The Davis Vantage Vue Wireless Integrated Sensor Suite combines a rain collector, temperature/humidity sensors and anemometer/direction vane into a single unit.
The Vantage Vue® wireless Integrated Sensor Suite (ISS) collects outside weather data and sends the data wirelessly to a Vantage Vue console via a low-power radio. The ISS is solar powered and includes a battery back-up.
The Vantage Vue ISS contains a rain collector, temperature/humidity sensor, anemometer, and wind vane. The temperature/humidity sensor is mounted in a passive radiation shield to minimize the impact of solar radiation on sensor readings. The anemometer measures wind speed, and the wind vane measures wind direction.
The Sensor Interface Module (SIM) is housed within the ISS and comprises the “brains” of the Vantage Vue system and the radio transmitter. The SIM collects outside weather data from the ISS sensors and transmits that data to your Vantage Vue console.
The fully-integrated, corrosion-proof sensor suite is built to take all the weather your location can give. The smaller profile sensor suite is designed to minimize visual impact in your yard or on your roof.
Frequency-hopping spread spectrum radio ensures consistent transmission up to 1,000' (300M) from integrated sensor suite to console.
Self-emptying tipping spoon measures rain with .01" (0,2 mm) resolution.
Vantage Vue records wind speeds as low as 2 mph (3 km/h) and as high as 180 mph (290 km/h).
Weather Proof Cover
Corrosion-resistant cover provides durability in extreme conditions. Electronics are potted or over-molded for added moisture shielding.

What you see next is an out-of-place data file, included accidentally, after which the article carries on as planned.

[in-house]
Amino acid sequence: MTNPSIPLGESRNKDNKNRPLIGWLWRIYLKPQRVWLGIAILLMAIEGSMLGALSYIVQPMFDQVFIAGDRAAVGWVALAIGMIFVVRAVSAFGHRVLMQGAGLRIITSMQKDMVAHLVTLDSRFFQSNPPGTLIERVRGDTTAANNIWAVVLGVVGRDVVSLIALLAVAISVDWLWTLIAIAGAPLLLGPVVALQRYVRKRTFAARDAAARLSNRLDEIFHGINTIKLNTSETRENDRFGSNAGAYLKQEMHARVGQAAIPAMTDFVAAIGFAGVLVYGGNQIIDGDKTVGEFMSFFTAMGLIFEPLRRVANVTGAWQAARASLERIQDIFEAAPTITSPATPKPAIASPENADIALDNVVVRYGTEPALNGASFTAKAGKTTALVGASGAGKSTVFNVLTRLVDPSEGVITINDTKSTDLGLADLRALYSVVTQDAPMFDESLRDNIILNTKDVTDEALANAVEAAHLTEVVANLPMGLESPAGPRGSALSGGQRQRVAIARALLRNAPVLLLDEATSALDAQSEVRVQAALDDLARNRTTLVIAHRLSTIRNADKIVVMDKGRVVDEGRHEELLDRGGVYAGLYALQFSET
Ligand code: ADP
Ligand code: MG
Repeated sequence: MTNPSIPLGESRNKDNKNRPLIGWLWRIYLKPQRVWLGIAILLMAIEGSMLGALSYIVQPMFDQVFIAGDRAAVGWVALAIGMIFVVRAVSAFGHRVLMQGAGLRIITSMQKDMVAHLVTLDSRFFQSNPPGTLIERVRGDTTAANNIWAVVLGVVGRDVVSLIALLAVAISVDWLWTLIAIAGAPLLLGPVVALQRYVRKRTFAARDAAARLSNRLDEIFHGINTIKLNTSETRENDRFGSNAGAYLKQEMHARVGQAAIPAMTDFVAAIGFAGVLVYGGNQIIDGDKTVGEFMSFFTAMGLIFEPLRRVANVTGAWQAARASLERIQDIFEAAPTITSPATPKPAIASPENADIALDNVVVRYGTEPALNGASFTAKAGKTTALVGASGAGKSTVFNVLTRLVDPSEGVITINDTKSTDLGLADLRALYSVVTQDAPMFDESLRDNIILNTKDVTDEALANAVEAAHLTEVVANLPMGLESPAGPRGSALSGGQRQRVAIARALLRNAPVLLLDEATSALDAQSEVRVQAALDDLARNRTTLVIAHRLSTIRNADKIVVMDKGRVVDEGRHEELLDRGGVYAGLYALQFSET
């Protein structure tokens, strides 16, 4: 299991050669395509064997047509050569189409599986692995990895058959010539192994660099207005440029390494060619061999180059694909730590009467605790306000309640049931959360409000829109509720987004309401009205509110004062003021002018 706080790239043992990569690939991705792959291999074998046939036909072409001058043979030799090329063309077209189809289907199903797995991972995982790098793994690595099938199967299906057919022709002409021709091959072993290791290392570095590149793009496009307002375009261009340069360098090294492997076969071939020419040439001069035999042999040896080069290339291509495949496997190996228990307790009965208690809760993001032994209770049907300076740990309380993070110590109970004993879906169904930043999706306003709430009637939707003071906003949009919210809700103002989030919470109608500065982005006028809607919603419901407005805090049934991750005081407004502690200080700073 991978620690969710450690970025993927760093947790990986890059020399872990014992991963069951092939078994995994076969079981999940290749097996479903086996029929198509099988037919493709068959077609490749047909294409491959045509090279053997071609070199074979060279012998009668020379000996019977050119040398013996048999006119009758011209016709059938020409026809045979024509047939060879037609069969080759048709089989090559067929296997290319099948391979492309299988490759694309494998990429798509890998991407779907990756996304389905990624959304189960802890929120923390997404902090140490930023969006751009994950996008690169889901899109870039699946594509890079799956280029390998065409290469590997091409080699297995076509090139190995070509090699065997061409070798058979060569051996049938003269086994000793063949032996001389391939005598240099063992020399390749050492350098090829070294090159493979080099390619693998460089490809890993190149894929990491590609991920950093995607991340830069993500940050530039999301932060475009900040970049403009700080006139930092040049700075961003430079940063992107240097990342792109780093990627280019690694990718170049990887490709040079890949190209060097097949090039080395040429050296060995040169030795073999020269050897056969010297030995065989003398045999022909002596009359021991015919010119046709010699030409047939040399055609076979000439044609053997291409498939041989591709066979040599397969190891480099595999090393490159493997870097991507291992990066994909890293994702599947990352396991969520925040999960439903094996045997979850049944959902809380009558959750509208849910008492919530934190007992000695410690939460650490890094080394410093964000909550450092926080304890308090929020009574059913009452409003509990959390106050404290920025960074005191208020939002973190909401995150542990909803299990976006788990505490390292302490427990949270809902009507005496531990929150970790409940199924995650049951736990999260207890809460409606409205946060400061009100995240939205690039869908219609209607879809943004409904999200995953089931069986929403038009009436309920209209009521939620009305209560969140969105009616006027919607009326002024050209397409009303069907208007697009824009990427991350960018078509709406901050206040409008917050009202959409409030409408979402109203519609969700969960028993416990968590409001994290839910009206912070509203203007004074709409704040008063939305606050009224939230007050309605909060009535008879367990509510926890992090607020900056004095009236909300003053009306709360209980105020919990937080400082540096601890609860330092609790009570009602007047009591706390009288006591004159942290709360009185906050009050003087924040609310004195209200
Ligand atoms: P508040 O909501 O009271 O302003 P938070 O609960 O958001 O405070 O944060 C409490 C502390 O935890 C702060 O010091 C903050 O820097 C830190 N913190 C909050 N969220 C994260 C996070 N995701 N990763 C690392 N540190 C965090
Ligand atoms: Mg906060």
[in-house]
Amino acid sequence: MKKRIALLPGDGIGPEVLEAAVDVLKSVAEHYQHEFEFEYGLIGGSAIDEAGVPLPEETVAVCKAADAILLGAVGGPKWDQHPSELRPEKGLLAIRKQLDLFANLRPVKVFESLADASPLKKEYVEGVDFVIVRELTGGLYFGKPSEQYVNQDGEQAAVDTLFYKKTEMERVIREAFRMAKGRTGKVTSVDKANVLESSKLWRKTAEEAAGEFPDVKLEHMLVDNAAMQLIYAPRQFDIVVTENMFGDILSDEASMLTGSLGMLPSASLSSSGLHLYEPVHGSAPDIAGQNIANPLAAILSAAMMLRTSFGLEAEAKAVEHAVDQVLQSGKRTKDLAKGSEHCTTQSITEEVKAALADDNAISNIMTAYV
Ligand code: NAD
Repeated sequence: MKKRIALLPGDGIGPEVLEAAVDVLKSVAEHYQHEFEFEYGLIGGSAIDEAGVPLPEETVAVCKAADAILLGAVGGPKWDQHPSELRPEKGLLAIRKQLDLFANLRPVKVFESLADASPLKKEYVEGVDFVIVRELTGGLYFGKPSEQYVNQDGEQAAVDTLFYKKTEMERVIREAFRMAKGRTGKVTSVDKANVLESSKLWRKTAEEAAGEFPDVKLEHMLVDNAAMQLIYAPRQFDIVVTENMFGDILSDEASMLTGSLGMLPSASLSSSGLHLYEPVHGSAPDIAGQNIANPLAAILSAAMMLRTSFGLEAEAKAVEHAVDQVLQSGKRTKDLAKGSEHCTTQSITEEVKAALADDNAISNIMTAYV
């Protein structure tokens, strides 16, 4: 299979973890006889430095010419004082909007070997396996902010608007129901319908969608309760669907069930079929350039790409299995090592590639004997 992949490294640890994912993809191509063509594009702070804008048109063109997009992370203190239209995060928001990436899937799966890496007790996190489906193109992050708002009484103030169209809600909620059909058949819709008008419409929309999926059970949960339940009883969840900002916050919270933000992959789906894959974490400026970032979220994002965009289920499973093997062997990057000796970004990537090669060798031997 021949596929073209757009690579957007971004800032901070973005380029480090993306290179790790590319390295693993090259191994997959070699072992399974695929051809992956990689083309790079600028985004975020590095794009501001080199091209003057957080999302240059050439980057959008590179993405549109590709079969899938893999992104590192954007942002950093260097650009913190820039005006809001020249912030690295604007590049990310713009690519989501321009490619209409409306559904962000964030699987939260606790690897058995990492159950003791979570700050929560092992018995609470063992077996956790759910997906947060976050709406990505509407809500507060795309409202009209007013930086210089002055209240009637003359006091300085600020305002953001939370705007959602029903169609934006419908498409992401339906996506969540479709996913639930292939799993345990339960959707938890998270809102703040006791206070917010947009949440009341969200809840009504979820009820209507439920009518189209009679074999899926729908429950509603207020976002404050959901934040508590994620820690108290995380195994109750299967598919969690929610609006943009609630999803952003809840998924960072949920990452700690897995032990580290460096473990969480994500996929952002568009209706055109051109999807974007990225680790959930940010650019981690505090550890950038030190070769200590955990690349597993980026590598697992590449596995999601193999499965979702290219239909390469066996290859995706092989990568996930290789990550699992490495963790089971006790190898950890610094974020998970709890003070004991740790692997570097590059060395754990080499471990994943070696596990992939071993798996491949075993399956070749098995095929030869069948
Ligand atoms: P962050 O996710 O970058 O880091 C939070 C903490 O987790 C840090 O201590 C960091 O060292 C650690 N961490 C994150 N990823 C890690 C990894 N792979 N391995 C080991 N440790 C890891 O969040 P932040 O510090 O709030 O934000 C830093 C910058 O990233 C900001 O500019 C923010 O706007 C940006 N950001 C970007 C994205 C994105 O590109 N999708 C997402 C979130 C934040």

Provides excellent protection from solar radiation and other sources of radiated and reflected heat.
Provides outside temperature readings from -40°F to 150°F (-40°C to 65°C). Also measures relative humidity from 0 to 100%.
Installs easily and quickly with included mounting hardware kit.
Measures wind direction in compass points or degrees.
Energizes the station during the day. On-board super capacitor provides power at night. Lithium battery provides backup when needed.
Allows for more accurate installation and better data collection.
|Image||Part #||Product Description||Price||Stock||Order|
|6357||Vantage Vue wireless integrated sensor suite||
Largely seen as pristine and relatively untouched by human activity thanks to its protected status, the portion of the Colorado River flowing through Grand Canyon National Park is anything but, according to recently published research. This is evidenced by high levels of selenium and mercury found in the fishes there. Scientists from many institutions were involved in the years-long work, full results of which have been published in the journal Environmental Toxicology and Chemistry. It was led by the U.S. Geological Survey, but perhaps the contributors from Idaho State University got the best end of the stick. They were looking into the food webs of the river to evaluate concentrations of selenium and mercury gathering in fish.Read More
For all the straightforward groundwater monitoring applications that the folks at Heron Instruments help with, there are a few that are far from typical. These include projects that take place near remediation sites or not far from waste disposal operations. Realizing that customers working in those sorts of projects are in need of a more robust option, the company has released the dipper-Tough . The new water level meter takes inspiration from Heron’s popular dipper-T , while throwing in a host of improvements that environmental pros working in groundwater can really appreciate.Read More
Scientists at Ohio State University are at the fore of the fight against harmful algal blooms in Lake Erie. In fact, they deployed a new cellular data buoy off the shore of Gibraltar Island in 2014, months before the Toledo Water Crisis spurred a boom in monitoring platforms around the lake. That was in part because researchers at the university’s Stone Laboratory, backed by Ohio Sea Grant and housed on Gibraltar, had been seeing a resurgence of blooms in the lake long before international attention came around following the crisis. There was an opportunity, they saw, to continue advancing the mission of research, education and outreach on Lake Erie. The cellular data buoy complimented that in a great way.Read More